Apple Pay, NFC, And EMV: BIG Questions around the Evolution of Payments
With Near Field Communication (NFC) enabled smartphones quickly becoming more popular, speed up your average customer check out time and grow your business with NFC-capable processing terminals. With the introduction of Apple Pay, companies now have the ability to offer quick and secure transactions to the millions of Apple users expected to purchase the new iPhone 6 and iPhone 6 Plus. This announcement has been arguably the most impactful technology shift on the payments and payments technology space in its history. Since the announcement, our phones have been inundated with business owners looking for the technology to support the acceptance of “Apply Pay” payments. This is significant in that, for the last 10 years I have been in this industry, NEVER has there been this influx of inbound calls from SMB’s looking for new payments technology.
NFC (near field communication) technology is abundantly available. My company, along with most others, are selling new equipment that is all fitted with the ability to accept a payment via NFC. It is clear at this point, but not yet validated, that NFC will become a common or preferred method of transmitting card data. Apple Pay has nearly cemented this theory. Now comes the discussion of how do we combine Apple Pay, NFC and the EMV Mandate?
Everyone is scrambling to get up-to-date processing equipment, card readers, etc that support EMV (Chip and PIN), as well as accept a transaction via NFC. Processing gateways and other middlewares are working overtime on programing their systems to accept Chip and Pin transactions and NFC, as well. The demand from businesses that use POS systems and/or gateways as the link between their software and merchant processing are asking the simple question: “Will I be EMV compliant by the deadline?” A simple questions to which there should be a simple answer. The answer that can be given to most that use a gateway like mine is YES, the solution will be ready and implemented with ample time prior to October of 2015.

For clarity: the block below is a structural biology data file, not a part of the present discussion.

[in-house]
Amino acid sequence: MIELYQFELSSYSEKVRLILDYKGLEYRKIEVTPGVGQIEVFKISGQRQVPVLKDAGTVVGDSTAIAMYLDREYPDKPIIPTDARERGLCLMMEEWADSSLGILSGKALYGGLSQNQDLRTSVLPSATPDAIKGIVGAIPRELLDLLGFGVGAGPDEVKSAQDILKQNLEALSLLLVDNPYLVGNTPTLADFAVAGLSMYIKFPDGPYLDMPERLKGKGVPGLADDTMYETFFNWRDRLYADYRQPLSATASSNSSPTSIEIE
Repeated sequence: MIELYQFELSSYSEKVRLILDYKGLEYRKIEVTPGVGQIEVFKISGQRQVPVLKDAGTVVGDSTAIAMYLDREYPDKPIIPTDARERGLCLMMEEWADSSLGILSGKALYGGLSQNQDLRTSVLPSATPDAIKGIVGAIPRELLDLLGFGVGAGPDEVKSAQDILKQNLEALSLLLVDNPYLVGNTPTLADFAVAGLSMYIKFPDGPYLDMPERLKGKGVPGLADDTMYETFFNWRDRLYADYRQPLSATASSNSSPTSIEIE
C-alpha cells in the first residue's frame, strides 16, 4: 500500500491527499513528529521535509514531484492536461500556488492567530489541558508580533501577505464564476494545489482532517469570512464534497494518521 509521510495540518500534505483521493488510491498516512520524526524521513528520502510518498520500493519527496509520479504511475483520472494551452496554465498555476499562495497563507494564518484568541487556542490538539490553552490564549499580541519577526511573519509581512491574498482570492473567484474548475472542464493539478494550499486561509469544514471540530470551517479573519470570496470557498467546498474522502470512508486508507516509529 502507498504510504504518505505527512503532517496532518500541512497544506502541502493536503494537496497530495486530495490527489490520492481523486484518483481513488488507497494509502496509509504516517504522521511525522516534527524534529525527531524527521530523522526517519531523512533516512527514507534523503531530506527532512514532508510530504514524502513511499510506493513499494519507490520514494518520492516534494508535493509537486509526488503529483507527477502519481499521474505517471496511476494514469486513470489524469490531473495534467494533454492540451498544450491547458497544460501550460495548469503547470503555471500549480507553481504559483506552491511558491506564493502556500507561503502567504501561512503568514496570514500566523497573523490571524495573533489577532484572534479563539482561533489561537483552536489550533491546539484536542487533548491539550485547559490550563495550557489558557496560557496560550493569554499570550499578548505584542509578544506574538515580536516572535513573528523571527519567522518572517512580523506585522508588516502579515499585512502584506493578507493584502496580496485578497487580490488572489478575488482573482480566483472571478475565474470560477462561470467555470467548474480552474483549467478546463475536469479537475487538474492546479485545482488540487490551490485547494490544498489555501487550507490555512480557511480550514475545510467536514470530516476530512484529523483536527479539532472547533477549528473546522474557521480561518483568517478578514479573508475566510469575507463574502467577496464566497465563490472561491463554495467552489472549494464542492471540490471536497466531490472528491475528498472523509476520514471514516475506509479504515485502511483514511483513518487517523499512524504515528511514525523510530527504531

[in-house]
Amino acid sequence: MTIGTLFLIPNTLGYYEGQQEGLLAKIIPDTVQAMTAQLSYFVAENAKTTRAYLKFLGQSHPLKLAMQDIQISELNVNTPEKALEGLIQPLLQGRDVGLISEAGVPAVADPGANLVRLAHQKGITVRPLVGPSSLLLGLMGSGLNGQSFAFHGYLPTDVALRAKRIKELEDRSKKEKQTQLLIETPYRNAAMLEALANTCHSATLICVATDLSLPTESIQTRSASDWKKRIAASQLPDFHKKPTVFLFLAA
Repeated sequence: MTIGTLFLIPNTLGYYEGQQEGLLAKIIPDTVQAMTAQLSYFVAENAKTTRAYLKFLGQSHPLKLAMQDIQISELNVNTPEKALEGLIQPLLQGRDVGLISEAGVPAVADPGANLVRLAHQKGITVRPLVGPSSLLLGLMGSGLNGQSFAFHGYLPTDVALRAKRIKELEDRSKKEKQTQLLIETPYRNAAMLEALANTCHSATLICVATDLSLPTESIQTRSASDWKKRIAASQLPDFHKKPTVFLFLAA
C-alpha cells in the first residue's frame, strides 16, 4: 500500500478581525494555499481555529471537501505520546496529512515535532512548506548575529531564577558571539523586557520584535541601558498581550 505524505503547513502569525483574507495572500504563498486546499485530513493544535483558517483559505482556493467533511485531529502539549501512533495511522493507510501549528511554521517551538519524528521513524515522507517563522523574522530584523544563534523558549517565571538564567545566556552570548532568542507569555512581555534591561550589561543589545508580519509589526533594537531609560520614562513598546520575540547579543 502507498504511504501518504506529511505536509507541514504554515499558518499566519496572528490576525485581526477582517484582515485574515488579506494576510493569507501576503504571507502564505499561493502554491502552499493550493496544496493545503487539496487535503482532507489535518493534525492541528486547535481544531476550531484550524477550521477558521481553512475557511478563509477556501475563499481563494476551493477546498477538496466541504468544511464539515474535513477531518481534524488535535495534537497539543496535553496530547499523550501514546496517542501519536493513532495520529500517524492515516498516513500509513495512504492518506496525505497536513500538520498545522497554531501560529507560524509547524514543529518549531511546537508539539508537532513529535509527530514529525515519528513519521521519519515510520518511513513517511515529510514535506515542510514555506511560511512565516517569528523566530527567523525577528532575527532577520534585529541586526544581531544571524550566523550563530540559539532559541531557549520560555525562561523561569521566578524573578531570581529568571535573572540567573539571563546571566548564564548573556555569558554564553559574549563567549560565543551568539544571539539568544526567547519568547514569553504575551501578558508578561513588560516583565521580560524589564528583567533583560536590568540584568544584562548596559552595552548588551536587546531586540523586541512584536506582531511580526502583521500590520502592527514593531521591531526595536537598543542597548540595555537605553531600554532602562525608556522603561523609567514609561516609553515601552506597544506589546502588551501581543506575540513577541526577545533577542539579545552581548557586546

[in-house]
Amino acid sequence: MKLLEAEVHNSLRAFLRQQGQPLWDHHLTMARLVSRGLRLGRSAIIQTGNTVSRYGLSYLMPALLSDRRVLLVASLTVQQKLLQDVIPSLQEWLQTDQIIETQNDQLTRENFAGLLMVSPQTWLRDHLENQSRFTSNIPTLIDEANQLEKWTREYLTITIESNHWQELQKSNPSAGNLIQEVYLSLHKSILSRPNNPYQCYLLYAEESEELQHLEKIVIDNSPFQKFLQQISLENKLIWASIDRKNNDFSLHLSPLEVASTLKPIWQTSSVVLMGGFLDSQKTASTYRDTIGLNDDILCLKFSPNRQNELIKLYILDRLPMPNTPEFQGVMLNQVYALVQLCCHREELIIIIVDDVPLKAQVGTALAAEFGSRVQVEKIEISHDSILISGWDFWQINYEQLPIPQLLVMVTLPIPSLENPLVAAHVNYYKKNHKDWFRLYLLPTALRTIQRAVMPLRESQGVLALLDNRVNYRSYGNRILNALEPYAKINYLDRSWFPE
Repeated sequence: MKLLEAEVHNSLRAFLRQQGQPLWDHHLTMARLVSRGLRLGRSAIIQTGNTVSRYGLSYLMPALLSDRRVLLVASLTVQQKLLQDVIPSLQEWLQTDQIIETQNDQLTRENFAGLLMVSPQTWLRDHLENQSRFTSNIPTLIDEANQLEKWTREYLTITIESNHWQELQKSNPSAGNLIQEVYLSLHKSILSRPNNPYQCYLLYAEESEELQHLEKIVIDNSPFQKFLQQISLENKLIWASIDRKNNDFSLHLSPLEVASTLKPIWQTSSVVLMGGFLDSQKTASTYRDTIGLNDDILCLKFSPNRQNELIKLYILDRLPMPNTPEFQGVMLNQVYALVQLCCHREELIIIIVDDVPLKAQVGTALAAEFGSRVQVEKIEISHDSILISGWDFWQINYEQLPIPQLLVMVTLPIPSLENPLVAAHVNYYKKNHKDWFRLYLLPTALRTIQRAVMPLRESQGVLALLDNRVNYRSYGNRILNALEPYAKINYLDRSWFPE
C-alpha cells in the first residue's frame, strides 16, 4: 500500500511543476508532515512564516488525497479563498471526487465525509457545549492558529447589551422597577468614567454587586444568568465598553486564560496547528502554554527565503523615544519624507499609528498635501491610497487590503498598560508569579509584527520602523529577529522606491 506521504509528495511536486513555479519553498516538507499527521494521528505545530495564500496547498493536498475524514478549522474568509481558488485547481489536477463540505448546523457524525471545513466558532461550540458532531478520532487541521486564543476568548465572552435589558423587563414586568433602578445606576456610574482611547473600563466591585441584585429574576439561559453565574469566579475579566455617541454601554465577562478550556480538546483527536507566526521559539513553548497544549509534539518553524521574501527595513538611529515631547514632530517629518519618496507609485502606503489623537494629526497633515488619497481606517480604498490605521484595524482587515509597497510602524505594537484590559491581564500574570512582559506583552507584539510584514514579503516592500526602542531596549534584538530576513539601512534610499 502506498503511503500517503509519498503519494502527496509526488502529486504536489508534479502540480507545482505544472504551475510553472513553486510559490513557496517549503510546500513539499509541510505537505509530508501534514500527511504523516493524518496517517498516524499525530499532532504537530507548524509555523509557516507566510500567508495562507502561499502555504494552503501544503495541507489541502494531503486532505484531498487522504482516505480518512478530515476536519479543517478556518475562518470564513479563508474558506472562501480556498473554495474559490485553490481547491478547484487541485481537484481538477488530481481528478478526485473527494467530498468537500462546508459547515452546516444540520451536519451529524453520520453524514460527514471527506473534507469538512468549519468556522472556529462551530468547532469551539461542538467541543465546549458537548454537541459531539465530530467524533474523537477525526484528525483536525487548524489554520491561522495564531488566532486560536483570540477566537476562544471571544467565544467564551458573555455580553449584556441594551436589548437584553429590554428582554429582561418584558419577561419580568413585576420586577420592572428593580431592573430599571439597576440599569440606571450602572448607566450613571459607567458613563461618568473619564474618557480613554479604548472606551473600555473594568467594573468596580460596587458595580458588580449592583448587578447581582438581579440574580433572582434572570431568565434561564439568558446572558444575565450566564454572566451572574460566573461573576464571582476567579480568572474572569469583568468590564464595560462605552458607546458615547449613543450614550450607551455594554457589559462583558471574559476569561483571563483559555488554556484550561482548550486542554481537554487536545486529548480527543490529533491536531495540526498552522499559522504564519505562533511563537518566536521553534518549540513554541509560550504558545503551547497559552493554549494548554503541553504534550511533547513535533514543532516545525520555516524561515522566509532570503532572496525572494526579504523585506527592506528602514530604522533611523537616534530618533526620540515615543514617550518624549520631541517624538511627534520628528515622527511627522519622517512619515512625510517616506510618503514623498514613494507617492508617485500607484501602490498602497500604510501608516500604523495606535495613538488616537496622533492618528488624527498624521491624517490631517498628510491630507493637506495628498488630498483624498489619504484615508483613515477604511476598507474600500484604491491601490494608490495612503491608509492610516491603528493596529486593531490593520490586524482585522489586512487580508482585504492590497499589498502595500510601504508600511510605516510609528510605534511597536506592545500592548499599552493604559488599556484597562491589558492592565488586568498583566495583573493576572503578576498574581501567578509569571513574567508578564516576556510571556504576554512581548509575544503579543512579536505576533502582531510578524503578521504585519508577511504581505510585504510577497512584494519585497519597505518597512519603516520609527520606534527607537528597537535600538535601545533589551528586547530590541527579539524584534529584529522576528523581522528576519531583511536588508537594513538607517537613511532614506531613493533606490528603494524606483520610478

EMV and NFC Today
Unfortunately and not well known, even if you have invested in Chip and PIN enabled equipment or have a card in your wallet that is chip enabled, it would work. With all the hype going around about this, the payment processing networks have yet to release a certification that will allow Chip and PIN transactions to be processed. Adding one more complicated wrinkle to this equation is NFC. By using Apple Pay or any other card that allows for NFC, will that negate the reading of the “chip”? All signs point to Apple Pay being more secure than anything else, but will it fall under the requirements of the EMV mandate? We are also waiting to see how the card issuers are going to respond with new interchange categories for Chip and PIN transactions and/or NFC.
Needless to say, this is a very exciting time for the payments industry. We are in the midst of the biggest changes in its history and there are still many unanswered questions. Breaches are happening more frequently than ever, Jimmy Johns being the latest high profile breach that has hit mainstream media.
I look forward to the next few months to see how things unfold. I will be updating this blog immediately as information becomes available or whenever I hear some new juicy details from the insiders rumor mill.
Thank you for reading,